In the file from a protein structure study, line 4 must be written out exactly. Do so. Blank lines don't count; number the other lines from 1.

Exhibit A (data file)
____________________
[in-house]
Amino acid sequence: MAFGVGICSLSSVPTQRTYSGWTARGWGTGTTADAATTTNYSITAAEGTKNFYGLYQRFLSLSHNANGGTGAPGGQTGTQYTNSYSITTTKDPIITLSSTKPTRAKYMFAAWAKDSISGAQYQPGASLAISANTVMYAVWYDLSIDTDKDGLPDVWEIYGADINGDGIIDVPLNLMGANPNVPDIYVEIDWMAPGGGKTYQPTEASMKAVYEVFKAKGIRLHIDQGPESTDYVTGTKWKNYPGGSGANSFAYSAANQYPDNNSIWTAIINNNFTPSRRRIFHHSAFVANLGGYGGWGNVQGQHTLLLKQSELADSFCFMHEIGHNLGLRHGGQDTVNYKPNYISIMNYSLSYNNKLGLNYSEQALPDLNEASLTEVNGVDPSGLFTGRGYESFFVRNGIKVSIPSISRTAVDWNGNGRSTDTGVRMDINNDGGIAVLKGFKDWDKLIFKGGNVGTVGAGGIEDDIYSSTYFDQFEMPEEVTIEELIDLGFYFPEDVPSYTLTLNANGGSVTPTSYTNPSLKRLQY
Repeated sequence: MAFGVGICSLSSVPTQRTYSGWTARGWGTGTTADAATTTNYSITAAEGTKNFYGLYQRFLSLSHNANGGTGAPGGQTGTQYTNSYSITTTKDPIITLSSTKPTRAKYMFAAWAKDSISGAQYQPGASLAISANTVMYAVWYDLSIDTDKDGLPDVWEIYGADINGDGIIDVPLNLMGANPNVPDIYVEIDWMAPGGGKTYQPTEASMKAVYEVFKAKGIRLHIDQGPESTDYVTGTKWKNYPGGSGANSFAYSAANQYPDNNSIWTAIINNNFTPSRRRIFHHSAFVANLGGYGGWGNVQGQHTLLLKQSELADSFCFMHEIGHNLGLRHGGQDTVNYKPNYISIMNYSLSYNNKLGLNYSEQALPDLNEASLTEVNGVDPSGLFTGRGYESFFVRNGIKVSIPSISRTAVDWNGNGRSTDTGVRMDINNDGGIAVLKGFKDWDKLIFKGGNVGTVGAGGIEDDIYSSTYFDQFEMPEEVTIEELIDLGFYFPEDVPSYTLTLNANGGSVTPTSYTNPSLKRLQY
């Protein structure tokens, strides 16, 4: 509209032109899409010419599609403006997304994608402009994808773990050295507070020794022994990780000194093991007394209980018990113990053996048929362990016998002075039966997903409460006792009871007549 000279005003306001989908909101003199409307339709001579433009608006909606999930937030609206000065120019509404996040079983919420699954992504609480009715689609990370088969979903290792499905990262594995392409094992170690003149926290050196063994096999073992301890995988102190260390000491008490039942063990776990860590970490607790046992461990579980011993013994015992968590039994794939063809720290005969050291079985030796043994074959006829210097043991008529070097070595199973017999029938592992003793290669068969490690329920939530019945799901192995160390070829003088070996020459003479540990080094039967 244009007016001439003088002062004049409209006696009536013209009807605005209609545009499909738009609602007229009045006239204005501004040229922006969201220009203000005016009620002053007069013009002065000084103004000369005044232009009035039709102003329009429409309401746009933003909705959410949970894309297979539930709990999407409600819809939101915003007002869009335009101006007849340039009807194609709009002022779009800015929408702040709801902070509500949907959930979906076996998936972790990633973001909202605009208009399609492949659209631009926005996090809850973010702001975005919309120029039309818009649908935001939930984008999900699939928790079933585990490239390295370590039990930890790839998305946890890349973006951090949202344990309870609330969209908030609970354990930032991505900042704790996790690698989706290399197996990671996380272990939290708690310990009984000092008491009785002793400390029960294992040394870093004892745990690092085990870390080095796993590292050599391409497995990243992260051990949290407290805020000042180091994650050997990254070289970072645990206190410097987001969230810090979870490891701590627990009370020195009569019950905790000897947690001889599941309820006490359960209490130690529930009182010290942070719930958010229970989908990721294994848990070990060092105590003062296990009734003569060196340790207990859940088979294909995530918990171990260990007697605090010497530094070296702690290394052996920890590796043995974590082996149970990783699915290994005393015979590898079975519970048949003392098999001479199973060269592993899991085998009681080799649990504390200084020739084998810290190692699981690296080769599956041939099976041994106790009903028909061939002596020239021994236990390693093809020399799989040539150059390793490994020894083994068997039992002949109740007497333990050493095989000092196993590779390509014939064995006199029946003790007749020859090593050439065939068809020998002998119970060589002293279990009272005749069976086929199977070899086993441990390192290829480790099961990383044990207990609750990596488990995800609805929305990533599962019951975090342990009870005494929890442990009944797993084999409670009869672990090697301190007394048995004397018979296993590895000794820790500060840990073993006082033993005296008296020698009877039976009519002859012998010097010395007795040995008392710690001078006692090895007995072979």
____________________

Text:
């Protein structure tokens, strides 16, 4: 509209032109899409010419599609403006997304994608402009994808773990050295507070020794022994990780000194093991007394209980018990113990053996048929362990016998002075039966997903409460006792009871007549 000279005003306001989908909101003199409307339709001579433009608006909606999930937030609206000065120019509404996040079983919420699954992504609480009715689609990370088969979903290792499905990262594995392409094992170690003149926290050196063994096999073992301890995988102190260390000491008490039942063990776990860590970490607790046992461990579980011993013994015992968590039994794939063809720290005969050291079985030796043994074959006829210097043991008529070097070595199973017999029938592992003793290669068969490690329920939530019945799901192995160390070829003088070996020459003479540990080094039967 244009007016001439003088002062004049409209006696009536013209009807605005209609545009499909738009609602007229009045006239204005501004040229922006969201220009203000005016009620002053007069013009002065000084103004000369005044232009009035039709102003329009429409309401746009933003909705959410949970894309297979539930709990999407409600819809939101915003007002869009335009101006007849340039009807194609709009002022779009800015929408702040709801902070509500949907959930979906076996998936972790990633973001909202605009208009399609492949659209631009926005996090809850973010702001975005919309120029039309818009649908935001939930984008999900699939928790079933585990490239390295370590039990930890790839998305946890890349973006951090949202344990309870609330969209908030609970354990930032991505900042704790996790690698989706290399197996990671996380272990939290708690310990009984000092008491009785002793400390029960294992040394870093004892745990690092085990870390080095796993590292050599391409497995990243992260051990949290407290805020000042180091994650050997990254070289970072645990206190410097987001969230810090979870490891701590627990009370020195009569019950905790000897947690001889599941309820006490359960209490130690529930009182010290942070719930958010229970989908990721294994848990070990060092105590003062296990009734003569060196340790207990859940088979294909995530918990171990260990007697605090010497530094070296702690290394052996920890590796043995974590082996149970990783699915290994005393015979590898079975519970048949003392098999001479199973060269592993899991085998009681080799649990504390200084020739084998810290190692699981690296080769599956041939099976041994106790009903028909061939002596020239021994236990390693093809020399799989040539150059390793490994020894083994068997039992002949109740007497333990050493095989000092196993590779390509014939064995006199029946003790007749020859090593050439065939068809020998002998119970060589002293279990009272005749069976086929199977070899086993441990390192290829480790099961990383044990207990609750990596488990995800609805929305990533599962019951975090342990009870005494929890442990009944797993084999409670009869672990090697301190007394048995004397018979296993590895000794820790500060840990073993006082033993005296008296020698009877039976009519002859012998010097010395007795040995008392710690001078006692090895007995072979």